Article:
Saudi Aramco restores 30,000 infected workstations
Saudi oil company says it has recovered from malware attack, hackers threaten to return
Saudi Aramco has said that it has restored 30,000 workstations that had been hit by a hack attack.
The oil company said that it had been affected by a malware attack from ‘external sources'.
On 15th August Aramco said that it had cut off external access to its systems following a hack attack, but the company claimed that oil production had not been affected. The company web site is still apparently inaccessible.
"We addressed the threat immediately, and our precautionary procedures, which have been in place to counter such threats, and our multiple protective systems, have helped to mitigate these deplorable cyber threats from spiralling," said Khalid A. Al-Falih, president and CEO, Saudi Aramco.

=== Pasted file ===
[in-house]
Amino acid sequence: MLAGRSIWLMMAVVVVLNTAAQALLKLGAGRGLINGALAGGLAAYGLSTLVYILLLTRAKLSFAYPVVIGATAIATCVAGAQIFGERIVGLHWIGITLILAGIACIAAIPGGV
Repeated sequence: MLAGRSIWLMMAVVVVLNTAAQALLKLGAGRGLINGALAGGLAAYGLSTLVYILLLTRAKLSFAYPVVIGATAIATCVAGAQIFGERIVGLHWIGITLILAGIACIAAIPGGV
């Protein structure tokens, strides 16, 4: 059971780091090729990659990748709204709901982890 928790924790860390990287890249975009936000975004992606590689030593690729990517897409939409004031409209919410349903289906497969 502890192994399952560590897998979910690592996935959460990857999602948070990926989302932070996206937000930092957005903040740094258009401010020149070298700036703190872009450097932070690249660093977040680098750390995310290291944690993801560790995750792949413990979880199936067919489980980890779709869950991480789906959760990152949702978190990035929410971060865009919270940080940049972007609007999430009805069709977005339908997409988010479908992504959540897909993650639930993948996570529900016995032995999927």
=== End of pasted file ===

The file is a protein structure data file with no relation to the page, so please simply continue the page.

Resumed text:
"Saudi Aramco is not the only company that became a target for such attempts, and this was not the first nor will it be the last illegal attempt to intrude into our systems," said Al-Falih. "We will ensure that we will further reinforce our systems with all available means to protect against a recurrence of this type of cyber-attack."
A previously unknown hacker group, calling itself ‘Cutting Sword of Justice' claimed responsibility for the attack, and posted blocks of what they claimed were infected IP addresses on Pastebin.
The group said that the attacks were due to Saudi government support for "crimes and atrocities" in countries including Syria and Egypt, and claimed that oil production had been affected. The group also threatened to attack Saudi Aramco again on 1st September.
The malware in use is believed to have been the Shamoon malware, which came to light on 21st August.